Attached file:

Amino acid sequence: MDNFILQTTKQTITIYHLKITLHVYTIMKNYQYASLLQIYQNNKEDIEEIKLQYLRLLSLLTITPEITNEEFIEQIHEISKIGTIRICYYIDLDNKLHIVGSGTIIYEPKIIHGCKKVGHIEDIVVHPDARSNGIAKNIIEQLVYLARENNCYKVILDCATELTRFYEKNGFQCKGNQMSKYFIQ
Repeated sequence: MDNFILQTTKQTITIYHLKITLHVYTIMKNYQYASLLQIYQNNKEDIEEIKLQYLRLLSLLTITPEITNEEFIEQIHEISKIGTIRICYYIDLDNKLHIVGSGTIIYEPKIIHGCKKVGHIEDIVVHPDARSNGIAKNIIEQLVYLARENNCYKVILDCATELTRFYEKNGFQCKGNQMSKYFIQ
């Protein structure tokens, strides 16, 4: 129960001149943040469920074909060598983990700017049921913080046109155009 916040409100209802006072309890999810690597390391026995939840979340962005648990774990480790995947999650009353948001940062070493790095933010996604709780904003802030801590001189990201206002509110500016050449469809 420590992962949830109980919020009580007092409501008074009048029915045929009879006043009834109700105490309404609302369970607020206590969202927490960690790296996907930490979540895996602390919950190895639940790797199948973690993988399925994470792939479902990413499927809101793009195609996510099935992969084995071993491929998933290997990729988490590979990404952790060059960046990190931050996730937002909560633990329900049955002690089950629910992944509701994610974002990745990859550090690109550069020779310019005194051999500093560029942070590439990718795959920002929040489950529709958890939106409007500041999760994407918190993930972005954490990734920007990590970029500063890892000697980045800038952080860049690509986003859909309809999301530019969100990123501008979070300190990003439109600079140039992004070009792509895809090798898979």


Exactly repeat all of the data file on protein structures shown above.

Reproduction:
Amino acid sequence: MDNFILQTTKQTITIYHLKITLHVYTIMKNYQYASLLQIYQNNKEDIEEIKLQYLRLLSLLTITPEITNEEFIEQIHEISKIGTIRICYYIDLDNKLHIVGSGTIIYEPKIIHGCKKVGHIEDIVVHPDARSNGIAKNIIEQLVYLARENNCYKVILDCATELTRFYEKNGFQCKGNQMSKYFIQ
Repeated sequence: MDNFILQTTKQTITIYHLKITLHVYTIMKNYQYASLLQIYQNNKEDIEEIKLQYLRLLSLLTITPEITNEEFIEQIHEISKIGTIRICYYIDLDNKLHIVGSGTIIYEPKIIHGCKKVGHIEDIVVHPDARSNGIAKNIIEQLVYLARENNCYKVILDCATELTRFYEKNGFQCKGNQMSKYFIQ
């Protein structure tokens, strides 16, 4: 129960001149943040469920074909060598983990700017049921913080046109155009 916040409100209802006072309890999810690597390391026995939840979340962005648990774990480790995947999650009353948001940062070493790095933010996604709780904003802030801590001189990201206002509110500016050449469809 420590992962949830109980919020009580007092409501008074009048029915045929009879006043009834109700105490309404609302369970607020206590969202927490960690790296996907930490979540895996602390919950190895639940790797199948973690993988399925994470792939479902990413499927809101793009195609996510099935992969084995071993491929998933290997990729988490590979990404952790060059960046990190931050996730937002909560633990329900049955002690089950629910992944509701994610974002990745990859550090690109550069020779310019005194051999500093560029942070590439990718795959920002929040489950529709958890939106409007500041999760994407918190993930972005954490990734920007990590970029500063890892000697980045800038952080860049690509986003859909309809999301530019969100990123501008979070300190990003439109600079140039992004070009792509895809090798898979």